A slender, even slight, volume from literary scholar and biographer van de Kamp, an expert in Anglo-Irish and Dutch literatures, currently teaching at the Institute of Technology in Tralee. As the title suggests, Notes reads like a series of fragments and jottings, hastily compiled to no great effect. The opening poems are punning, sardonic, occasionally bleak, but most playfully reject too serious an interpretation. In the first section, van de Kamp posits a relationship between nature and mankind that seems to alternate between the indifferent and the actively hostile. The remainder consists of mostly frivolous poems (almost reminiscent of Ogden Nash, but without his deft wordplay), usually about the vagaries of romantic—but not too romantic—love. A few suggest a considerable intelligence laboring at something of no great consequence. A sequence based on Dutch and Flemish painters displays some wit but a disappointing mundane sensibility. Some of them are little more than doggerel, awkward in rhyme and spasmodic in form. Best are several poems written after the manner of contemporary Dutch and Flemish poets, a group whom van de Kamp has anthologized elsewhere. These pieces are focused and cohere in a way that his own work seldom does.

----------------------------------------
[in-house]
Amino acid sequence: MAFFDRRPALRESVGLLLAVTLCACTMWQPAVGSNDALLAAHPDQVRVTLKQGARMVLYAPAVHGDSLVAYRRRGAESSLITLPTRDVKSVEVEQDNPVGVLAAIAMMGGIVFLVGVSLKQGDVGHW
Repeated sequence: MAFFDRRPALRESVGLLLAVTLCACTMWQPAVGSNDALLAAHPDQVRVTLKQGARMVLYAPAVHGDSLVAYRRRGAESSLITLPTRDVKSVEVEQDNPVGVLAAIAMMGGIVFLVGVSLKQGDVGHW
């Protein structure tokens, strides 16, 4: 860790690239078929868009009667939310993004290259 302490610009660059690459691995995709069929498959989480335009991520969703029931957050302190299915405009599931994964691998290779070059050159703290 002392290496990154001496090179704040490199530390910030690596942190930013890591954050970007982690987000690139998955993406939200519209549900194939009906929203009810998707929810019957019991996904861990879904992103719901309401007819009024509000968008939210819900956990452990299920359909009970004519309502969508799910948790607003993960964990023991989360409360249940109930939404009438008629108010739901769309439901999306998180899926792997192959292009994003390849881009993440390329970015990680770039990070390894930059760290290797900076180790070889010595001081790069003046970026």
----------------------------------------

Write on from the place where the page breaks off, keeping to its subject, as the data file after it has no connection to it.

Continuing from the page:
An insubstantial and unsatisfying first effort.